# Finding the Particular Solution for a Second-Order Differential Equation

• Mastur
In summary, the homework equation is x^2y\frac{d^2y}{dx^2} + (x\frac{dy}{dx} - y)^2 = 0. The problem requires for the 2nd derivative, which makes it really hard (In my part). If you're only solving for the constants, you do that using the two equations y'(1)=1 and y(1)=2. You only need the expressions for y(x) and y'(x) to write down those two equations.
Mastur

## Homework Statement

$x^2y\frac{d^2y}{dx^2} + (x\frac{dy}{dx} - y)^2 = 0$

$y^2=C_{1}x^2+C_{2}x$

$y=2;y'=1 when x=1$

## Homework Equations

Can someone give me the answer? Just the answer, the particular solution. Please? I'm having really hard time calculating for it. This is one of the seatworks given to us, and this is the remaining problem that I cannot answer.

## The Attempt at a Solution

differentiating the second equation
$y'=\frac{2C_{1}x+C_{2}}{2y}$
$y''=\frac{4C_{1}y-2C_{1}^2x^2+C_{2}^2+3C_{1}C_{2}x}{4y^2}$
I'm stuck right there. I substituted the y' and y'' to the first equation but the answer seems not equal to zero. Is my differentiation right?

Last edited:
The numerator of the first derivative isn't correct. Perhaps a typo? The second derivative looks wrong too.

Is the point of the problem to just find the constants c1 and c2? If so, you only need to calculate the first derivative.

I see, I forgot to place the x right after the C1? Is that what you're talking about? Fixed for you.

Why first derivative only? The problem (first equation) requires for the 2nd derivative, which makes it really hard (In my part).

If you're only solving for the constants, you do that using the two equations y'(1)=1 and y(1)=2. You only need the expressions for y(x) and y'(x) to write down those two equations.

If you're also supposed to verify that y(x) is indeed a solution to the differential equation, you will need y''(x).

I see. I substituted the values y'=1; y=2 when x=1, and this is what I got.

$C_{1}=0$

$C_{2}=4$

Then, the particular solution should be:
$y=2\sqrt{x}$

Am I correct?

Yes, that function satisfies the differential equation and the initial conditions.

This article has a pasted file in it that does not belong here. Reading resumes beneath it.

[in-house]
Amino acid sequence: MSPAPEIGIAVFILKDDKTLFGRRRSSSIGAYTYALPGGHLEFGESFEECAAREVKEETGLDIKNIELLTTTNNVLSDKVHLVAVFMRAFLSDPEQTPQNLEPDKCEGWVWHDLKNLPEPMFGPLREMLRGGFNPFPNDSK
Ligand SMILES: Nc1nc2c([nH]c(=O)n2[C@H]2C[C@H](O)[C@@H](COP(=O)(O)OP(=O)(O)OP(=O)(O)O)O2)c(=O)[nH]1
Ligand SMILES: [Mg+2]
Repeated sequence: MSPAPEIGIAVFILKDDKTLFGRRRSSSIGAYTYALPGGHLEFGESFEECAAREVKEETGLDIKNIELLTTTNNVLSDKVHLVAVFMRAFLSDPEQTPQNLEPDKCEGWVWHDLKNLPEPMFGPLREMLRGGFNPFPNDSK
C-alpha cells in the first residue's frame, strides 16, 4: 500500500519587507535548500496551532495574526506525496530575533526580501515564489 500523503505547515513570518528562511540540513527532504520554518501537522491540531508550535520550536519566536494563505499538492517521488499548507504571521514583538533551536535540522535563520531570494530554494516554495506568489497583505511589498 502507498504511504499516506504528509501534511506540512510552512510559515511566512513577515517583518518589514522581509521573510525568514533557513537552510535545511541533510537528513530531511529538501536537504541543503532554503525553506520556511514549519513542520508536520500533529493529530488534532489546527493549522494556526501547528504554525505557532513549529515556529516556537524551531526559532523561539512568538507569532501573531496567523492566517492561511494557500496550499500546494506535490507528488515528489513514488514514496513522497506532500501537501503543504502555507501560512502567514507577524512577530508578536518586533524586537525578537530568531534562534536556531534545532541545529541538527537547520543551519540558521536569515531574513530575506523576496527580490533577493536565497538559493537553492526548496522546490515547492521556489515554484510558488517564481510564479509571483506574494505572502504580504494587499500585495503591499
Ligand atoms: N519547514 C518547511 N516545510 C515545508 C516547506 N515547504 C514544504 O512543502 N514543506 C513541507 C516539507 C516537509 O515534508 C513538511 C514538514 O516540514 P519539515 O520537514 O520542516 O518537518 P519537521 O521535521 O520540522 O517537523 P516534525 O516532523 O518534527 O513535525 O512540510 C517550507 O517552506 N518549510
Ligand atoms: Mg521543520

Never thought that would be as easy as that. @_@

Thank you!

## What is a differential equation?

A differential equation is a mathematical equation that relates the rate of change of a function to the function itself. It is used to model and solve problems that involve rates of change, such as growth and decay, motion, and electrical circuits.

## What is the difference between an ordinary and a partial differential equation?

An ordinary differential equation (ODE) involves only one independent variable, while a partial differential equation (PDE) involves multiple independent variables. ODEs are used to model systems with one variable, such as population growth, while PDEs are used to model systems with multiple variables, such as heat transfer.

## How are differential equations solved?

Differential equations can be solved analytically or numerically. Analytical solutions involve finding an exact formula for the function, while numerical solutions involve using mathematical algorithms and computers to approximate the solution.

## What are initial conditions and boundary conditions in a differential equation?

Initial conditions are values of the dependent variable at a specific starting point, while boundary conditions are values of the dependent variable at specific points along the domain of the independent variable. These conditions are used to determine the unique solution to a differential equation.

## What are some real-life applications of differential equations?

Differential equations are used in many fields, including physics, engineering, economics, and biology. They are used to model and understand natural phenomena, such as population growth, chemical reactions, and fluid flow. They also play a crucial role in the development of technologies, such as control systems and image processing.

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